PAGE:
SANF 19 no 53
“I have heard you.”
These were the words of President Hage Geingob of Namibia in reference to a reduced margin win in the presidential and parliamentary elections held on 27 November.
According to final results announced by the Electoral Commission of Namibia (ECN), President Geingob of the ruling SWAPO Party garnered 56 percent of the votes against 29 percent for his closest rival Panduleni Itula, a SWAPO Party member who ran for the presidency as an independent.
The president garnered 87 percent of the votes in the last election held in 2014.
“Last time I got 87 percent, but now I am getting 56 percent. That is what I got apparently, but I accept it.
“I wish to thank Namibians for re-electing me as their President. I am humbled and commit to serve the Namibian nation with more passion and utmost dedication, to bring tangible improvements in the lives of our citizens. I have heard you,” President Geingob said soon after the announcement of the final results by the ECN.
McHenry Venaani, leader of the main opposition party, the Popular Democratic Movement (PDM) – formerly called the Democratic Turnhalle Alliance – came third with five percent of the votes, while Bernadus Swartbooi of the Landless People’s Movement (LPM) garnered three percent.
Esther Muinjangue of the National Unity Democratic Organisation (NUDO) – the first woman to stand as a presidential candidate in the history of Namibia – garnered 1.4 percent of the national vote.
Namibia uses a majority system for presidential elections in which the candidate with more than 50 percent of the votes is declared the winner.
With regard to parliamentary elections, the SWAPO Party got 63 seats or 65.5 percent of the vote – a reduced margin win for the ruling party compared to the last elections when the party had 77 seats or 80 percent of the vote.
As a result of this, the SWAPO Party has for the first time since independence lost its two-thirds majority in parliament.
The National Assembly of Namibia is made up of 104 seats, and of these 96 are elected seats while eight are appointed by the President.
Namibia uses the Proportional Representation (PR) system for legislative elections.
Under the PR system, each political party submits a list of candidates and the number of seats that each party receives is proportional to its overall share of the national vote.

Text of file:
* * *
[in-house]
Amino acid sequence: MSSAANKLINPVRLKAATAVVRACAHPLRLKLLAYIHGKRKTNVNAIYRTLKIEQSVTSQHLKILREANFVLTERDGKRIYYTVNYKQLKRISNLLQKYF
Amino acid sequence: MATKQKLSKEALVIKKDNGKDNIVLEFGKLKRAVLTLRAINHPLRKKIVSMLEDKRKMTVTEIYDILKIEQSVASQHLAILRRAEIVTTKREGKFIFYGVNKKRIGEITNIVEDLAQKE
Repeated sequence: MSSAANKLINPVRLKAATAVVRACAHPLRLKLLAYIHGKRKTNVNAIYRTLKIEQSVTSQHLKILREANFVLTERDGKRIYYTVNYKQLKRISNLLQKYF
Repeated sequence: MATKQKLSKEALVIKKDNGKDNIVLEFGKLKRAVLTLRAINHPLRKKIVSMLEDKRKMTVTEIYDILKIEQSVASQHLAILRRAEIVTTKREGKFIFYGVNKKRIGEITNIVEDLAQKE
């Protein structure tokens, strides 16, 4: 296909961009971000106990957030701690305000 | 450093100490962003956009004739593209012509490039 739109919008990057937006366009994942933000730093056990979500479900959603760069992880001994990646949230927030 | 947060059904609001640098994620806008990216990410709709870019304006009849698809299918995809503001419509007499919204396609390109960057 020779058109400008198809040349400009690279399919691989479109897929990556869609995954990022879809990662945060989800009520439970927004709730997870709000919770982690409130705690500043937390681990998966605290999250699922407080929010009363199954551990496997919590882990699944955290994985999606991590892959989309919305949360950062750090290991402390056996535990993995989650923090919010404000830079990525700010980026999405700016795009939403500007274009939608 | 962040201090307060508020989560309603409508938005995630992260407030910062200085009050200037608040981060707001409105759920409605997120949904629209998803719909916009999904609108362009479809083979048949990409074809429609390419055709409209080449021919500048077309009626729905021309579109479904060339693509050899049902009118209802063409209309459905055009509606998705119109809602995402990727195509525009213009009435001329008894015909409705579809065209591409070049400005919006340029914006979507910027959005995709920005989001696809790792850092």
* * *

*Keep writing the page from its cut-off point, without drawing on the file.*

A total of 8,544 votes was set as the minimum number of votes needed to qualify for a seat in the National Assembly.
The PDM garnered 136,576 votes (16.6 percent of total) and, therefore, got 16 seats in parliament, while the LPM got four seats.
A total of five parties – the All People’s Party, the Namibia Economic Freedom Fighters, NUDO, Republican Party of Namibia, and the United Democratic Front – got two seats each in parliament.
Four parties, namely the Christian Democratic Voice, the Rally for Democracy and Progress and the South West Africa National Union got one seat each.
Local, regional and international organizations who observed the elections, including the Southern African Development Community (SADC) Electoral Observation Mission (SEOM), said the polls were conducted in a peaceful and free atmosphere that “enabled voters to express themselves in a transparent manner.”
Head of the SEOM, Oppah Muchinguri-Kashiri, who is Zimbabwean Minister of Defence and Veterans Affairs said the ECN had generally followed the country’s electoral laws and the electoral system in the execution of its duties.
Furthermore, SEOM noted that most political parties showed respect for the country’s electoral laws and conducted their campaigns with due regard to the rule of law.
The 53-member SEOM observed the Namibia election at the invitation of the ECN in accordance with the Constitution and electoral law of Namibia.
It was also guided by the SADC Principles and Guidelines Governing Democratic Elections, which encourage Member States to promote common political values and systems sardc.net
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